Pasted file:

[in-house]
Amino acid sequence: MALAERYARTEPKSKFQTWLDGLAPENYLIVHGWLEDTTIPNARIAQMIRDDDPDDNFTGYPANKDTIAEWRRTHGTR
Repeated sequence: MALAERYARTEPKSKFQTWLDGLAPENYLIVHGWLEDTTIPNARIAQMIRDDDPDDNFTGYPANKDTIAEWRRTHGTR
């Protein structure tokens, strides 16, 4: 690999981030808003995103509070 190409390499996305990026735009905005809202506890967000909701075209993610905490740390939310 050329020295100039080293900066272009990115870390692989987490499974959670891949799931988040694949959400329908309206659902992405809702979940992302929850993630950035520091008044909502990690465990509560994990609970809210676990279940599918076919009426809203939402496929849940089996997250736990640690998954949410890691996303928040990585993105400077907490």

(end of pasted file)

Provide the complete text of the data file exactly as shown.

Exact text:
[in-house]
Amino acid sequence: MALAERYARTEPKSKFQTWLDGLAPENYLIVHGWLEDTTIPNARIAQMIRDDDPDDNFTGYPANKDTIAEWRRTHGTR
Repeated sequence: MALAERYARTEPKSKFQTWLDGLAPENYLIVHGWLEDTTIPNARIAQMIRDDDPDDNFTGYPANKDTIAEWRRTHGTR
């Protein structure tokens, strides 16, 4: 690999981030808003995103509070 190409390499996305990026735009905005809202506890967000909701075209993610905490740390939310 050329020295100039080293900066272009990115870390692989987490499974959670891949799931988040694949959400329908309206659902992405809702979940992302929850993630950035520091008044909502990690465990509560994990609970809210676990279940599918076919009426809203939402496929849940089996997250736990640690998954949410890691996303928040990585993105400077907490």